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If you’re relying on consent, you’re doing it wrong under the GDPR

By Arnoud Engelfriet Ever since the GDPR went into effect, companies have worked hard to achieve compliance. However, one key mistake keeps on popping up: asking consent as a legal basis for some processing of personal data. It is strange that companies would rely on this ground, because it has the strictest legal requirements and is the most difficult to work with. Yet the myth persists that you should seek consent. Please stop.   Consent is of course one of the ways to acquire a so-called ‘ground for processing’, a legal basis required by the GDPR. Without such a ground, any processing is unlawful. There are other grounds, notably the performance of an agreement and the legitimate interest, but those grounds have scary-sounding requirements like necessity or a balance of interests. Asking consent thus seems logical; you explain what you are going to do and you get a clear and voluntary “yes please”. Right?   Wrong....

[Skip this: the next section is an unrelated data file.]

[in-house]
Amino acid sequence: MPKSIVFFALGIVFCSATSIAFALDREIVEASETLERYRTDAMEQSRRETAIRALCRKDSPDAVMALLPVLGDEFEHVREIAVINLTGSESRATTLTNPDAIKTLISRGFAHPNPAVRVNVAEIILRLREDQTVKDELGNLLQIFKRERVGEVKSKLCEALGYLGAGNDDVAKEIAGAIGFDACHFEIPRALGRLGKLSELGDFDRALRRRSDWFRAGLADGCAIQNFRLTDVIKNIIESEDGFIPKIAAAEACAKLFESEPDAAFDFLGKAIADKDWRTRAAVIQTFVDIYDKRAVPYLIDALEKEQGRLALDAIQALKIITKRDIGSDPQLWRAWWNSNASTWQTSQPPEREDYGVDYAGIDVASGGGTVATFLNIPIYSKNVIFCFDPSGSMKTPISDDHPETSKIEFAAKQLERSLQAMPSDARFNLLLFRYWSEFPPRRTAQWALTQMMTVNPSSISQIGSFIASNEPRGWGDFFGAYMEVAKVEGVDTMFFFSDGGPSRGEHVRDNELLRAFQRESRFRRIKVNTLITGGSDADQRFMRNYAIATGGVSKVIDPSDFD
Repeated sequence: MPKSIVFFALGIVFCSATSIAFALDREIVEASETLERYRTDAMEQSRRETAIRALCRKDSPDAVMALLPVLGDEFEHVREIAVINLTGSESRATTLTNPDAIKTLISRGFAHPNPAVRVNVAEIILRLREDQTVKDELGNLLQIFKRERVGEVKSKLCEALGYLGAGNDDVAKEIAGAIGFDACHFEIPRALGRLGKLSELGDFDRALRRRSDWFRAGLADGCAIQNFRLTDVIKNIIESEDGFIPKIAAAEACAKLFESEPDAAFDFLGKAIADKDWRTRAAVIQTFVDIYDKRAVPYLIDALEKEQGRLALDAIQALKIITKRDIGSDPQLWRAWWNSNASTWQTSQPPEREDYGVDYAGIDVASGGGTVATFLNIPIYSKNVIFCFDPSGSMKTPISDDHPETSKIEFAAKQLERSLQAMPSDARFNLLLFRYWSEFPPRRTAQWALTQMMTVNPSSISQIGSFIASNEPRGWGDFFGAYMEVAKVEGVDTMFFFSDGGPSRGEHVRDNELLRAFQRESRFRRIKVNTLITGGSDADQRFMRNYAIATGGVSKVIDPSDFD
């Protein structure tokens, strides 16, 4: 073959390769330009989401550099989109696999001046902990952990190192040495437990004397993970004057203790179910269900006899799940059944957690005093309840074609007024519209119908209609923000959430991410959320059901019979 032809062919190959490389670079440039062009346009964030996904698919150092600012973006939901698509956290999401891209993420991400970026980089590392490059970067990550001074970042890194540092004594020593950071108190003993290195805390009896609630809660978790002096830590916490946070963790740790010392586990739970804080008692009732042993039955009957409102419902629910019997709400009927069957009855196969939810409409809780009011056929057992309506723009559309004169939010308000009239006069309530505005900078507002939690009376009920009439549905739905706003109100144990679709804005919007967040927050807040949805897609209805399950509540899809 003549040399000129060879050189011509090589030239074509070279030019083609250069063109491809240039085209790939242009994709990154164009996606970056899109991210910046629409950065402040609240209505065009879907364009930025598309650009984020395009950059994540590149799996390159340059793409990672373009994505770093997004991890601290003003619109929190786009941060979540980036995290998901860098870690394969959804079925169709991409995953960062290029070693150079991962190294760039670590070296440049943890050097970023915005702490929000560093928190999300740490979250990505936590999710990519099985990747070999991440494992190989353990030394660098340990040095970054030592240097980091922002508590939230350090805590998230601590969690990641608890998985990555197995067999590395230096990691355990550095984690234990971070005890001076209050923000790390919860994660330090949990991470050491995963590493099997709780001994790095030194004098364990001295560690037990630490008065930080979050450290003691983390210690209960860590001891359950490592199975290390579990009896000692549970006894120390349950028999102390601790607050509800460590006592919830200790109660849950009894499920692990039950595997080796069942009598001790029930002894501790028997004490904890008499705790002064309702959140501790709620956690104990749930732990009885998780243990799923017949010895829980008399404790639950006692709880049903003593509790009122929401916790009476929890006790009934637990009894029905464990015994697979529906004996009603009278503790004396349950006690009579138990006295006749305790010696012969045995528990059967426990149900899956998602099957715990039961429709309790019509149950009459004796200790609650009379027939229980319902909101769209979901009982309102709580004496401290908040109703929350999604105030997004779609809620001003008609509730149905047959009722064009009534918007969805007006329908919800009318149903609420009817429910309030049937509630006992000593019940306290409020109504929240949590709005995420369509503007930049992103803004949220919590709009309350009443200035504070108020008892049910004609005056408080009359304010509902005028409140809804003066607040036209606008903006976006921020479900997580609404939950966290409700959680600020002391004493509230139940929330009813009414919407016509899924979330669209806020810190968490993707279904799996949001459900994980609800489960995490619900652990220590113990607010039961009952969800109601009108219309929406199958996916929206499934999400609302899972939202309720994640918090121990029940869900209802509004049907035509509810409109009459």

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PSD2: A Crucial Link in Building the New Digital Europe

[vc_row][vc_column][qodef_button size="" type="" target="_self" icon_pack="" font_weight="" text="VIEW PDF" link="https://www.dcsp.nl/wp-content/uploads/2019/08/Delex-8949-DCSP-Magazine-01-2018-Edwin-van-Gorp-Chris-Barbiers.pdf"][/vc_column][/vc_row] By Edwin van Gorp and Chris Barbiers A lot of hard work is being done to launch Payments Service Directive - Part 2. But why do we actually need PSD2? And what does this mean for the financial services market? Time to let go of the daily worries and details of PSD2 and to reflect on the larger context, the objectives of the European Commission (EC) and the emergence of the new financial Europe. The PSD2, together with GDPR, is a great piece of European politics. PSD2 is one of the pieces to the puzzle of the European Commission in the construction of a strong internal European market. The idea behind this plan is simple: if we remove barriers within Europe as far as possible, we create a strong internal trade market. As a result, Europe remains a strong player on the world stage, compared...

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Technical and Organizational Controls in a Processor Agreement